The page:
William Cameron. Public domain image.
William Cameron. Public domain image.

The key thing to know is that in 1879 the Readjusters won control of the General Assembly and in 1881 also won the governorship, with William Cameron of Petersburg. With full control of state government, the Readjusters set about making changes — changes that didn’t sit well with many white voters. They refinanced the state’s debt (as promised). They founded what we know today as Virginia State University as a Black counterpart to Virginia Tech. They mandated equal pay for those Black and white teachers. They abolished the poll tax and the whipping post. They appointed Black office-holders (admittedly, to low-level offices).

These changes weren’t limited to state government. In 1882, the Readjusters won eight of the 12 seats on the Danville City Council, with four white candidates and four Black ones. That Readjuster-led council integrated Danville’s police force, a radical act for the time. 

“The rise of the Readjusters caused significant anxiety among many white Virginians,” Encyclopedia Virginia writes. “White anxiety was not entirely political, however. Many whites in Danville found it socially challenging to witness African Americans, many of whom had been enslaved twenty years earlier, exercising their rights as U.S. citizens by holding office, selling goods in the open-air markets, or passing a white person on the street without showing deference.”

1883 was an election year for the entire General Assembly, just as 2023 is. “Partisan feeling was running especially high,” Encyclopedia Virginia writes. Political rivals took to going about armed. That summer nearly 100 people were indicted on charges of carrying concealed weapons.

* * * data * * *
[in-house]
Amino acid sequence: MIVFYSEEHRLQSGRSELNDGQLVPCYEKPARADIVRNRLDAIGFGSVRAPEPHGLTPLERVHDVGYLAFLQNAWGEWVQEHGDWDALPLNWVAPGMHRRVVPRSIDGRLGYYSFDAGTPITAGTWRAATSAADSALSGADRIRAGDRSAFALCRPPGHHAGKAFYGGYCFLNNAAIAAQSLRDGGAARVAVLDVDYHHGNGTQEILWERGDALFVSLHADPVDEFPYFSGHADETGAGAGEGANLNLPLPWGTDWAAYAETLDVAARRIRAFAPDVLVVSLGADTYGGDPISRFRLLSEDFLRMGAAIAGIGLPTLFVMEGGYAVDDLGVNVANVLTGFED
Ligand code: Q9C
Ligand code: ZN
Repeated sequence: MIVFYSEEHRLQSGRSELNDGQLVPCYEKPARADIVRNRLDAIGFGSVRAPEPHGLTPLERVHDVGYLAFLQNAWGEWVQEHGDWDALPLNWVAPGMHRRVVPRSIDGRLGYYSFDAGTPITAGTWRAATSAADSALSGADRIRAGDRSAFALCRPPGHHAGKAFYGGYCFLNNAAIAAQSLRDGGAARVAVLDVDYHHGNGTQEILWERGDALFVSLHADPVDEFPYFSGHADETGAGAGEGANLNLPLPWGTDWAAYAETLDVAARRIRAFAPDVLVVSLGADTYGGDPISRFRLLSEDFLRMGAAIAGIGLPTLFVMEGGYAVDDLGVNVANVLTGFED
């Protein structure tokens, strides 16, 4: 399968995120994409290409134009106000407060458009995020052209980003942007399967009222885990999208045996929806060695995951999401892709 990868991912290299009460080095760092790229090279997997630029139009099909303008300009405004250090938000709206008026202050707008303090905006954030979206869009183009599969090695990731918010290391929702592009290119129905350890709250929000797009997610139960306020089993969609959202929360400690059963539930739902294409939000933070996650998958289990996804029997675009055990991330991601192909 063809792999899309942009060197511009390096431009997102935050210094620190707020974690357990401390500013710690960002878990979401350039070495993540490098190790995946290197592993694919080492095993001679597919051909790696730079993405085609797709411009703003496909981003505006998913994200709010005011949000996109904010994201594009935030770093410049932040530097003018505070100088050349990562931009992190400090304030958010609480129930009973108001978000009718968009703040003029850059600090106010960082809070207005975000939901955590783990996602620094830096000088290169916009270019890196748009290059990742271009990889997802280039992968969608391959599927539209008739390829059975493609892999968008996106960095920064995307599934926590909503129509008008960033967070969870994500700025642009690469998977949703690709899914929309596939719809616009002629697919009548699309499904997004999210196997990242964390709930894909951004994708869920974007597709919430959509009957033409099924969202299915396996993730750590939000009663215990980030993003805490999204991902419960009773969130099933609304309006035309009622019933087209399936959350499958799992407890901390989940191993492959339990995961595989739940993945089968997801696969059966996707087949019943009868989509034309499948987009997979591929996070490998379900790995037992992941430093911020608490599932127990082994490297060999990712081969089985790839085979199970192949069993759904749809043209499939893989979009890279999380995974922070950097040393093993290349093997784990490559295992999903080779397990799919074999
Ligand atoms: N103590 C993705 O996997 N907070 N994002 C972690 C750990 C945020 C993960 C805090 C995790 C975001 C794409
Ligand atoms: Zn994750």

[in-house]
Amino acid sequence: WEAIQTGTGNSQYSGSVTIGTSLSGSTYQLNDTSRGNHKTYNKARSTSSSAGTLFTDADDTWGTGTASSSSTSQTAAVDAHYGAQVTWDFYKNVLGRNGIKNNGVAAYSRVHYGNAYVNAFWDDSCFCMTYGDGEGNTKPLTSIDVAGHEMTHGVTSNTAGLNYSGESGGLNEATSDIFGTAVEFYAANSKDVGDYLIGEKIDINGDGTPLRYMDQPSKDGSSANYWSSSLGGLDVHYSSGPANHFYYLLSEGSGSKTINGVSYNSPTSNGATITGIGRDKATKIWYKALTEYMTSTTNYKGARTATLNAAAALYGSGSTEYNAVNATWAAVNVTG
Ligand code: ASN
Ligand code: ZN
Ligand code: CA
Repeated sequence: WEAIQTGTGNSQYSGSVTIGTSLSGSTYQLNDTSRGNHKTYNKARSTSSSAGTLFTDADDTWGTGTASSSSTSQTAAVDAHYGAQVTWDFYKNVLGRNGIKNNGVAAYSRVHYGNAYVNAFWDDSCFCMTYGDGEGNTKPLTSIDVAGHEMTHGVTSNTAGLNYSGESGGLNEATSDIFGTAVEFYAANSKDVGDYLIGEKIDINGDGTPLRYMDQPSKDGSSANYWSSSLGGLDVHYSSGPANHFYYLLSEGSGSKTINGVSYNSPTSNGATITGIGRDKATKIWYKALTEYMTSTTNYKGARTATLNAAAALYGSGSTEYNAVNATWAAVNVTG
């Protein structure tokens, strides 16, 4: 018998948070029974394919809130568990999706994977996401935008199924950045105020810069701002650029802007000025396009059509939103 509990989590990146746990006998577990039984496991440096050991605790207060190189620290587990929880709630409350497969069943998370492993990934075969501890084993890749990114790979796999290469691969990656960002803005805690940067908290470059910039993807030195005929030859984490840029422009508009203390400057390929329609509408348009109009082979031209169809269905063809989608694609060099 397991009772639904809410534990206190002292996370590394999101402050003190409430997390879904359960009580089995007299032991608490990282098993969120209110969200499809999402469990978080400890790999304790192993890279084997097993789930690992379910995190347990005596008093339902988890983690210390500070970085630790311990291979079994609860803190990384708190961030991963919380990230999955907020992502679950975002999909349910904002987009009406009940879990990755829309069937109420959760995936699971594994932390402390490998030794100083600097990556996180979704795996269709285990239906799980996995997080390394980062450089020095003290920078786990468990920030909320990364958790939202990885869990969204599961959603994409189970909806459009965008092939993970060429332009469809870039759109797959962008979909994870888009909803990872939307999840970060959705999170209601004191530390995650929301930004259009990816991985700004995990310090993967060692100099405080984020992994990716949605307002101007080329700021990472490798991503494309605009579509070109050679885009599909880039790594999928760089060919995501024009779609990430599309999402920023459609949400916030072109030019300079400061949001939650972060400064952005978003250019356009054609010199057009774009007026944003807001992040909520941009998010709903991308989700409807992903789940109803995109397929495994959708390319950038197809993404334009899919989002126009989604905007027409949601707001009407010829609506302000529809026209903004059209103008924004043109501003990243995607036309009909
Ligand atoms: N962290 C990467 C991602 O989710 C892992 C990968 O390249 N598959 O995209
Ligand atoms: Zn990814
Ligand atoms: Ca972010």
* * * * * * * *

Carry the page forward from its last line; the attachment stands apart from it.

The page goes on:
Things came to a boil in October when 28 businessmen — all white — published a broadside that condemned “the injustice and humiliation to which our white people have been subjected and are daily undergoing by the domination and misrule of the radical or negro party.” Among their complaints: Four of Danville’s nine police officers were Black — “something before that time unknown to the history of the town” — and 20 of the 24 market stalls had been leased to Black merchants and were “now the scene of filth, stench, crowds of loitering and idle negroes, drunkenness, obscene language, and petit thieves.” Another complaint: Black women were refusing to give way to white women on the sidewalks.

The solution, the publication said, was simple: Vote out the Readjusters.

The chairman of the Pittsylvania County Readjuster Party was having none of it. On the Friday before the election, William Sims arranged to speak downtown, outside the same building where local Democrats were meeting. According to an investigation led by white leaders unsympathetic to the Readjuster cause, a crowd of 500 Black men gathered to hear Sims. Sims, who was white, began by reading the names of the 28 people who had signed what had become known as “The Danville Circular” and called them liars. He then proceeded to read the document aloud, commenting as he went along: “Another lie.” He concluded by declaring that the circular contained 45 lies, reread the list of signatories and declared that they weren’t just liars, they were “liars, scoundrels and cowards.”